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Disable your browser to avoid hackers, says BlackBerry

RIM has recommended users turn off JavaScript or disable their Web browsers after its latest software was hacked at a security conference.

RIM has told BlackBerry users to cripple their phones' Web browsers -- or turn them off altogether -- to avoid a security hole uncovered by participants in an annual hacking competition.

A team at Pwn2Own 2011 took advantage of BlackBerry's recent switch to using a WebKit browser on its phones, reports our sibling site ZDNet. Attacking a BlackBerry Torch 9800, they were able to nick the phone's contact list and library of photos from the memory card. Emails and other private information stored on the device's internal storage weren't affected.

RIM has written a response to the hack that admits the vulnerability exists, although it hasn't received any reports of anyone using the hack to grab data off BlackBerrys in the real world. It's worried enough, now that the exploit is out in the open, to suggest some strong medicine.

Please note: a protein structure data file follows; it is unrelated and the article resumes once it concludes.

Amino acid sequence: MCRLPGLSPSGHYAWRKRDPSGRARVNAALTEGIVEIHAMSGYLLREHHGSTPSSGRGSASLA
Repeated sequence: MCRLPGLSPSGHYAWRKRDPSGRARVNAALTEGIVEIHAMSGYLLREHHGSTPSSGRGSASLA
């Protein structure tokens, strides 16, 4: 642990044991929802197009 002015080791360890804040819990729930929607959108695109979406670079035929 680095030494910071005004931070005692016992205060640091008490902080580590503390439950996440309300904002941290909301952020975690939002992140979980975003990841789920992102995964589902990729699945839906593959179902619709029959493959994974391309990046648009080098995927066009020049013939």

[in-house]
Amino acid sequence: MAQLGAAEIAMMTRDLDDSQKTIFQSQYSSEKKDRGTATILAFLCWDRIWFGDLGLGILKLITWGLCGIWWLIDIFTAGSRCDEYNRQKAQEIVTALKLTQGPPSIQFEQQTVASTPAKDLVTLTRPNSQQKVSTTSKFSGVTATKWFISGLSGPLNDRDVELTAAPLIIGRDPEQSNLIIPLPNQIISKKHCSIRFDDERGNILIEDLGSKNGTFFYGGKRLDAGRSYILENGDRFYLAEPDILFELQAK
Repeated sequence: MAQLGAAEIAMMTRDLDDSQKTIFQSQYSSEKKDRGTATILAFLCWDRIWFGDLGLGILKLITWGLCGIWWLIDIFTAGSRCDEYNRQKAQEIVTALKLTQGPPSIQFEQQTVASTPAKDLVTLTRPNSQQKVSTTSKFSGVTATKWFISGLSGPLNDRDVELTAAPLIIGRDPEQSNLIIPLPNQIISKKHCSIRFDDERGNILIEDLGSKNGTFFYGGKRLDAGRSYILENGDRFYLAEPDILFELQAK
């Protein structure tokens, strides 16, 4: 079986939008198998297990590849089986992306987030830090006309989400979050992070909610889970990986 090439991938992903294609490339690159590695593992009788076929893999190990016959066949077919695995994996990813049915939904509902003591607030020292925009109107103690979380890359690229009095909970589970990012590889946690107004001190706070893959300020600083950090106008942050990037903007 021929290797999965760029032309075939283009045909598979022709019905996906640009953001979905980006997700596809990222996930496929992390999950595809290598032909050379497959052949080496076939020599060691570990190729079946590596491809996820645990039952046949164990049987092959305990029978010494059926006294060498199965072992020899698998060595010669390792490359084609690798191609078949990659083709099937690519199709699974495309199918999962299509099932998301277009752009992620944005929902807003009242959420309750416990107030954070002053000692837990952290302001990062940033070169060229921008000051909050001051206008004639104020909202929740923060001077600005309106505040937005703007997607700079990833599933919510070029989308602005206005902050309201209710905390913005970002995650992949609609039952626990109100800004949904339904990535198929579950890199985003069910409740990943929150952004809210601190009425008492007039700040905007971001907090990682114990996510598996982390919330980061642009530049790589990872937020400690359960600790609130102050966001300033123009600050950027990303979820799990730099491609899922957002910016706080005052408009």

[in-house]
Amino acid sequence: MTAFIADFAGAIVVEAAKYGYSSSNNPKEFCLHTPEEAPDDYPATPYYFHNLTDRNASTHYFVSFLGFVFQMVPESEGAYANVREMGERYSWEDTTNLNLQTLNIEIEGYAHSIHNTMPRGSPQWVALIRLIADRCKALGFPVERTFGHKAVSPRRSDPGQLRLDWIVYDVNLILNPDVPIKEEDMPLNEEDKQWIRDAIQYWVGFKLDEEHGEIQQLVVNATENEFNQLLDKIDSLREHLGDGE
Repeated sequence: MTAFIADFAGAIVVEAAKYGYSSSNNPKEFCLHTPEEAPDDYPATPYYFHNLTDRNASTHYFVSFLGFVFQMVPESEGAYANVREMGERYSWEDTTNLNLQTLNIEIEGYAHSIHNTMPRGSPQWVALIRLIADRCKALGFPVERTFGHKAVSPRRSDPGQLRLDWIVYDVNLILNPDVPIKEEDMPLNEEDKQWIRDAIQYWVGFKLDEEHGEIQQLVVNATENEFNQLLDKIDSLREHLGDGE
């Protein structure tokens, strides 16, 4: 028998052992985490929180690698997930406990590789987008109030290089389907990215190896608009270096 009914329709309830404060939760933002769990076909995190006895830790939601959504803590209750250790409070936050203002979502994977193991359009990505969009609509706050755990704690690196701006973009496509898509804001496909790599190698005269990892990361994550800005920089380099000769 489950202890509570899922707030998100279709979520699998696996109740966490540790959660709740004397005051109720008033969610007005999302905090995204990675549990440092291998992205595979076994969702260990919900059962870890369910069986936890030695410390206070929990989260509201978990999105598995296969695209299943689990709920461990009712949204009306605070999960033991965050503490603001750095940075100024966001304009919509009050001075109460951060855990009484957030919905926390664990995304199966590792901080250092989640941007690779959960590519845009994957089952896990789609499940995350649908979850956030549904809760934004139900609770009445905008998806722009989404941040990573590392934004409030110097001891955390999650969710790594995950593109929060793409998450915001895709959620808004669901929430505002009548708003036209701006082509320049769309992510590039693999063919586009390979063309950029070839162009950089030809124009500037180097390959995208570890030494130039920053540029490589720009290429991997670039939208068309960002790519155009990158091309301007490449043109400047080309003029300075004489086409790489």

The hack requires that you visit a malicious website to set it off, so be careful where you roam on your phone. 

But RIM also suggests two more serious option. Solo users can disable JavaScript in their phone's browser, which will cripple some websites. Or, if the Berry is managed by a company using BlackBerry Enterprise Server, its IT department can remove the browser from the phone altogether. 

Other software that has fallen at Pwn2Own include Apple's Safari browser -- which, like the latest BlackBerry browser, is built with the WebKit rendering engine.

The Safari browser on the Apple iPhone 4 was also successfully targeted, the Register reports. But Apple had already fixed the flaw in the iOS 4.3 update released a day before the contest began. Software used in the contest is frozen to weeks before the event to allow participants to prepare.